1. The idea is already taken. We already have a National Day of Prayer on the first Thursday of every May.
  2. Prayer is already part of every weekend church service. Asking churches to pray is like asking dogs to bark — it’s what they already do.
  3. Getting lots of churches to do anything together is tough to coordinate. Most churches like to make their own decisions, do what they are already doing and value independence over cooperation.

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HarperCollins, Tyndale, and others warn Trump administration that 25-percent tariff hike will make God’s Word harder to get—and could cause some translations to be discontinued.

The next victim of the mounting trade war between the United States and China: God’s Word.

Although books have escaped earlier tariff hikes by the Trump administration, the latest proposed round—a 25-percent tariff on $300 billion of Chinese goods—includes Bibles and Christian books.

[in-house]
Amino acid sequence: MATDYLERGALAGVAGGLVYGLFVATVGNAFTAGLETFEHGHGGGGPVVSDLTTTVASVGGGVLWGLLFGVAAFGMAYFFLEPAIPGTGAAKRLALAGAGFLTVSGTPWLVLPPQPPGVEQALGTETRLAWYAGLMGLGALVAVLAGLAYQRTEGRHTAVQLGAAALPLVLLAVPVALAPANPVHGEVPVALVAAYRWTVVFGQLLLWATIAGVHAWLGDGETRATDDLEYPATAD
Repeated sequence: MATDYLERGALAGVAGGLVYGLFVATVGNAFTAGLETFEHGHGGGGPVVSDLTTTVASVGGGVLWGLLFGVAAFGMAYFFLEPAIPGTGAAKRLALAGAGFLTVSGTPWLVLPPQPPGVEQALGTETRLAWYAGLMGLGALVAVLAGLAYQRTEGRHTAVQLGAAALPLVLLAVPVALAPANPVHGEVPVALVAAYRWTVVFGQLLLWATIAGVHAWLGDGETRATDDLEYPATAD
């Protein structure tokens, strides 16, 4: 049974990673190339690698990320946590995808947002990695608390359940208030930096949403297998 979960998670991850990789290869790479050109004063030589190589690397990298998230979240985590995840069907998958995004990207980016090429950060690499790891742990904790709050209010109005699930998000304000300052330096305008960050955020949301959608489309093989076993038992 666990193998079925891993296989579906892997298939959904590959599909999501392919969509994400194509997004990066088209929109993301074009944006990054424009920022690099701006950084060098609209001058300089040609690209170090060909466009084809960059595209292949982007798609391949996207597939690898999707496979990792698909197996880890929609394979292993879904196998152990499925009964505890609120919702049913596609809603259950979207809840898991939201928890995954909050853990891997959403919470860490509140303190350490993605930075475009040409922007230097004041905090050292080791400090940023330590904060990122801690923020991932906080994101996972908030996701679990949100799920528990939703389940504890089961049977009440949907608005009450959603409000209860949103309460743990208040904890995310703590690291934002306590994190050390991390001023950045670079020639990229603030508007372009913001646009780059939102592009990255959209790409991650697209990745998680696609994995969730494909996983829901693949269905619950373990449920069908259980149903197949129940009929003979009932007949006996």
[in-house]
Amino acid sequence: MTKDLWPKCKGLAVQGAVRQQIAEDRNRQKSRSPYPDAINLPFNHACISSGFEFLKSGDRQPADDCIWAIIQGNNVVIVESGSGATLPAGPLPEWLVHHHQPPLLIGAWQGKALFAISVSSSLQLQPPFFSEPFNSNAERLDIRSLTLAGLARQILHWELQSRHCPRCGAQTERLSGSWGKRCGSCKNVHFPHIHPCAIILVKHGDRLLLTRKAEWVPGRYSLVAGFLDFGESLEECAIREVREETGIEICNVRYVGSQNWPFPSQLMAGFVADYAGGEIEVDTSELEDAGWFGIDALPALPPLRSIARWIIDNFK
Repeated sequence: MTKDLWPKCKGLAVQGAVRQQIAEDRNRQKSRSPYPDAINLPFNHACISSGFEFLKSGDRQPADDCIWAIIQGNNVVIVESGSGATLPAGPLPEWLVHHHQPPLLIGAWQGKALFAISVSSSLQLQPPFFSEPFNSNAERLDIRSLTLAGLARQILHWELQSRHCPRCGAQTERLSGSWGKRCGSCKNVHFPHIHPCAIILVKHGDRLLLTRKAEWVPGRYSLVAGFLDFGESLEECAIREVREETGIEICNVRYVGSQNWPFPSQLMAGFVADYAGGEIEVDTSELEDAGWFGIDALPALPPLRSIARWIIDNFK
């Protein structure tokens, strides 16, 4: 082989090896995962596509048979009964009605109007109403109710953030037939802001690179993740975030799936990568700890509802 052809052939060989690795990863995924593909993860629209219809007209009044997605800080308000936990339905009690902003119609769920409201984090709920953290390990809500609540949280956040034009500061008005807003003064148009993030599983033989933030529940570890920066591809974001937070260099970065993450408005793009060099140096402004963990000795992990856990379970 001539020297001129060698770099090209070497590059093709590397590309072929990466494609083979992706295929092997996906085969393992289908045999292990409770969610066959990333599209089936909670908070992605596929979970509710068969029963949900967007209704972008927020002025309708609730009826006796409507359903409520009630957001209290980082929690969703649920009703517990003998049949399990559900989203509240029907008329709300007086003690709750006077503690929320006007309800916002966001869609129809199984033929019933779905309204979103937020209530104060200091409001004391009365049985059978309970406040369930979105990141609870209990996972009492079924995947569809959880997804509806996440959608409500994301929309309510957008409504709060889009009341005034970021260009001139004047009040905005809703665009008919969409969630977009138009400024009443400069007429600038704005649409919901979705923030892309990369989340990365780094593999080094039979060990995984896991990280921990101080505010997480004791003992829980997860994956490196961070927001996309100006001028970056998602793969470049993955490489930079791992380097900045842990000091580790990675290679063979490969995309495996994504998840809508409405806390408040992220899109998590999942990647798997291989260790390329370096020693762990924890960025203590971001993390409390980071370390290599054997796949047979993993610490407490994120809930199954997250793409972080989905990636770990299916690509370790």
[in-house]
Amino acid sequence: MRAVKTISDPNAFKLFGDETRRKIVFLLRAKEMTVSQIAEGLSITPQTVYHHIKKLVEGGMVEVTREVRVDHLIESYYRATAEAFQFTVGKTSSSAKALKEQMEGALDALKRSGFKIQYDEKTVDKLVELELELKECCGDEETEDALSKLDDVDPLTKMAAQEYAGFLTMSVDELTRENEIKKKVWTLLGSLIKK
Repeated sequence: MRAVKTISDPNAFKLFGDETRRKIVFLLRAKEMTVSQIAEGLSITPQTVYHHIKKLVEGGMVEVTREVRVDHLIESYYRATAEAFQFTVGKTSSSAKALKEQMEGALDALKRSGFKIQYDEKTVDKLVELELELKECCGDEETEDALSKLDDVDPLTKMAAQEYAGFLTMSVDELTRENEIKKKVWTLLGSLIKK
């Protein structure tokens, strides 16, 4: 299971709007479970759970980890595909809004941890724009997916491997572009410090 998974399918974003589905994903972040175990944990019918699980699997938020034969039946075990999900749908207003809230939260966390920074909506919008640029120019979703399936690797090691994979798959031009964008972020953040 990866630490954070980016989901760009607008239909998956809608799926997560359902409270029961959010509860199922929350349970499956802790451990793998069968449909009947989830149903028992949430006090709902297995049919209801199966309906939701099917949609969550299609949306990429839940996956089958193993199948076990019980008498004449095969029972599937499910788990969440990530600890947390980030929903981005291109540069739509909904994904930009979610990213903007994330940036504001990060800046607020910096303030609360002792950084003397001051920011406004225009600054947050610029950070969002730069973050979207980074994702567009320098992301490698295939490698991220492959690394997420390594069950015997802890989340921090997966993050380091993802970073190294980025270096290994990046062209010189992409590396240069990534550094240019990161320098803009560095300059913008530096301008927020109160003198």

In response, leading Christian publishers testified before the US International Trade Commission in Washington D.C. this week to ask for exemptions.

China is the world’s largest Bible publisher, thanks to Nanjing-based Amity Press which has printed almost 200 million Bibles since 1988 in partnership with the United Bible Societies.

For the world’s largest Christian publisher, HarperCollins Christian Publishing (HCCP), more than three quarters of its production costs are incurred in China. Its portfolio includes bestselling authors such as Rick Warren, as well as the New International Version (NIV) and the King James Version (KJV) of the Bible. The two popular translations give HCCP 38 percent of America’s Bible market, which sees about 20 million Bibles sold annually.